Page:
Understanding the impact of dementia

“Anne was my friend from childhood, a kind caring lady who loved and cared deeply for her family and grandchildren. We kept in touch at Christmas and birthdays… Then I remember seeing her for the first time in a while and she didn’t recognise or know me and witnessing the struggle that her family were facing now caring for a cognitively challenged parent was overwhelming.” 

arjo dementia wellness

The term ‘dementia’ describes a set of clinical symptoms that include loss of concentration and memory problems, mood and behaviour changes and problems with communicating and reasoning. These symptoms occur when the brain is damaged by certain diseases (such as Alzheimer’s disease), a series of small strokes or other neurological conditions such as Parkinson’s Disease.

We know that dementia is a global issue with 47.5 million people worldwide living with it, and this number is expected to rise to more than 150 million by 20501.  In the UK, it is estimated that approximately 25% of beds in hospitals are occupied by people living with dementia, with their length of stay often longer than for people without dementia, with delayed discharge potentially an issue2. 

The annual cost of dementia to the UK economy is estimated at £26.3 billion3:

  • £11.6bn on unpaid care
  • £5.8bn on individual social care
  • £4.5bn on state social care
  • £4.3bn on health care
  • £100m on other costs.

People living with dementia want to stay in their own homes and retain as much independence as possible, but as the condition progresses full-time care may be needed and they move into care and nursing homes4. 60% of people receiving home care services are living with dementia5, and 311,720 people with dementia are living in care homes6.

In 2015, almost 70,000 UK citizens died from dementia-related conditions, and it is projected 1.2 million of us will be living with it by 20407. Many individuals like Anne are relatively happy and unaware of their decline, but the impact on their relatives and friends is always profound. It is life-changing, and not just for the person, which is why dementia has been recognised in the NHS 5 Year Forward View8 in relation to getting serious about prevention, supporting those with dementia, supporting caregivers and developing new care models.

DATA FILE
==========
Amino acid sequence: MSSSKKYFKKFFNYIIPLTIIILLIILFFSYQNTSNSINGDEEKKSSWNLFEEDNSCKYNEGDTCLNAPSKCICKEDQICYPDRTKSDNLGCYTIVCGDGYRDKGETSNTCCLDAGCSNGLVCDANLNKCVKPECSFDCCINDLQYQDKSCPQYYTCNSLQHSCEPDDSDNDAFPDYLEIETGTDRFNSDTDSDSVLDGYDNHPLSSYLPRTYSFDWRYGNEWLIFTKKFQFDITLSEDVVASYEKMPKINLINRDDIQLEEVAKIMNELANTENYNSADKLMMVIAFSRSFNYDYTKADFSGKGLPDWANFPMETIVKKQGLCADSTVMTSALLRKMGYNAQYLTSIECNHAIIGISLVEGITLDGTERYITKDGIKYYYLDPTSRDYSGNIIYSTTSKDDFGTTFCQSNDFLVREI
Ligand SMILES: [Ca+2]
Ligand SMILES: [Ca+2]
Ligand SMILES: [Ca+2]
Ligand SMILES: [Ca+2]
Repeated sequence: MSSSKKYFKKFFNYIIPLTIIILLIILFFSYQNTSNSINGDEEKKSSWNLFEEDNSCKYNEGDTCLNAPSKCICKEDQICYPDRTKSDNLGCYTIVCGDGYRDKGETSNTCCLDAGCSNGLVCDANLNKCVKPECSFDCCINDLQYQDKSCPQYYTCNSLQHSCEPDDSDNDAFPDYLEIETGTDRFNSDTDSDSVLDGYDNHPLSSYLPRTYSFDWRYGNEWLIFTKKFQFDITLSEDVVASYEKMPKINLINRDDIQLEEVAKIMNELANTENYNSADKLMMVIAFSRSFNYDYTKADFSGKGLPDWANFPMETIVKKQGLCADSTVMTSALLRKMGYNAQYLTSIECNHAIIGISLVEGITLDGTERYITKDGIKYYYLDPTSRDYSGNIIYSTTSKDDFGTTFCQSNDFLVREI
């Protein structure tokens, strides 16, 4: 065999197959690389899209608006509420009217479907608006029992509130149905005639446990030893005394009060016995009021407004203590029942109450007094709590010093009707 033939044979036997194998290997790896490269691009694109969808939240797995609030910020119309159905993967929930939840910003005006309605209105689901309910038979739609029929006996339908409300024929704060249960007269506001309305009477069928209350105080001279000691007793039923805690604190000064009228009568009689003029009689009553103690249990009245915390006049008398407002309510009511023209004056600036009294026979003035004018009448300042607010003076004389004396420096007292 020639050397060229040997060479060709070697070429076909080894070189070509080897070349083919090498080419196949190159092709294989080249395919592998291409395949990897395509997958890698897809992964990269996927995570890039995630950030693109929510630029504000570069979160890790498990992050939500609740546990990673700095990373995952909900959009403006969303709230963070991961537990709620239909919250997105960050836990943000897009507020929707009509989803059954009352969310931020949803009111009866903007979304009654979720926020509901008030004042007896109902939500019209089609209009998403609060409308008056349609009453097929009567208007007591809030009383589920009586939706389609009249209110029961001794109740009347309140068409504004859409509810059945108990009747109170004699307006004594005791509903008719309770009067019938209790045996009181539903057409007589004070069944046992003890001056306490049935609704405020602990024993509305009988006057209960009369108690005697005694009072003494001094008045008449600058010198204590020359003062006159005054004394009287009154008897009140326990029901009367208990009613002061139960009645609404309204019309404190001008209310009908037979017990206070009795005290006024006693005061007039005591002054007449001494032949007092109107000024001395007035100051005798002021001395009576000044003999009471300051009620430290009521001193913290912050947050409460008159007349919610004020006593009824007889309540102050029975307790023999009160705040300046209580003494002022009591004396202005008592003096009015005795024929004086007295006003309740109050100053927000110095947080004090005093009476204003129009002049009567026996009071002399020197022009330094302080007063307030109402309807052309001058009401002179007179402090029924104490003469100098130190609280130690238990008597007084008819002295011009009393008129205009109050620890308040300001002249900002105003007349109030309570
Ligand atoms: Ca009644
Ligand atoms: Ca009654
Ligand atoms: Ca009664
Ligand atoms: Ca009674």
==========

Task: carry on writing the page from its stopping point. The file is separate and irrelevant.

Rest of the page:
As her disease progresses, Anne’s care needs increase – as does the level of stimulation she needs, to reduce anxiety caused by a world she no longer understands. Music, reminiscing, rocking movement9 and photos have become important. The loss of more recent memories means this sort of stimulation creates an environment where she feels “safe”. 

Helping people with dementia feel safe by providing soothing music and tactile stimulation can have a beneficial effect on their behaviour and quality of life.9

Click below for more information in how the fully-automated Wellness Nordic Relax Chair can help provide an environment where people with dementia feel safe.

Click here to book a free calming sensory experience

References 
1. Public Health England: Health matters: midlife approaches to reduce dementia risk, 22 March 2016, https://www.gov.uk/government/publications/health-matters-midlife-approaches-to-reduce-dementia-risk/health-matters-midlife-approaches-to-reduce-dementia-risk) [Accessed 13/08/2018]
2. Alzheimer's Research UK Dementia Statistics Hub https://www.dementiastatistics.org/statistics/hospitals/ [Accessed 13/08/2018]
3. Public Health England: Health matters: midlife approaches to reduce dementia risk, 22 March 2016,  https://www.gov.uk/government/publications/health-matters-midlife-approaches-to-reduce-dementia-risk/health-matters-midlife-approaches-to-reduce-dementia-risk [Accessed 13/08/2018]
4. Alzheimer's Research UK Dementia Statistics Hub https://www.dementiastatistics.org/statistics/care-services/ [Accessed 13/08/2018]
5. Carter, D (2015) Dementia and Homecare: Driving Quality and Innovation by the UK Homecare Association as cited in https://www.dementiastatistics.org/statistics/care-services/ [Accessed 13/08/2018]
6. Prince, M et al (2014) Dementia UK: Update Second Edition report produced by King’s College London and the London School of Economics for the Alzheimer’s Society as cited in https://www.dementiastatistics.org/statistics/care-services/ [Accessed 13/08/2018]
7. Janet Street Porter After the surprising results of research into dementia this week, it's clear we need to assess our priorities https://www.independent.co.uk/voices/research-dementia-funding-ageing-memory-tests-symptoms-arts-culture-a8358116.html [Accessed 13/08/2018] 
8. The NHS 5 Year Forward View (2014) https://www.england.nhs.uk/wp-content/uploads/2014/10/5yfv-web.pdf [Accessed 13/08/2018]
9. Livingston et al. Health Technology Assessment, Vol. 18:39, 2014, NHE, UK; Blackburn & Bradshaw, J Psychiatr Ment Health Nurs. 2014 21(10); Watson & Wells, Am J Alzheimers Dis Other Demen, Nov./Dec. 1998; Hvolby & Bilenberg N. Nord J Psychiatry. 2011 65(2).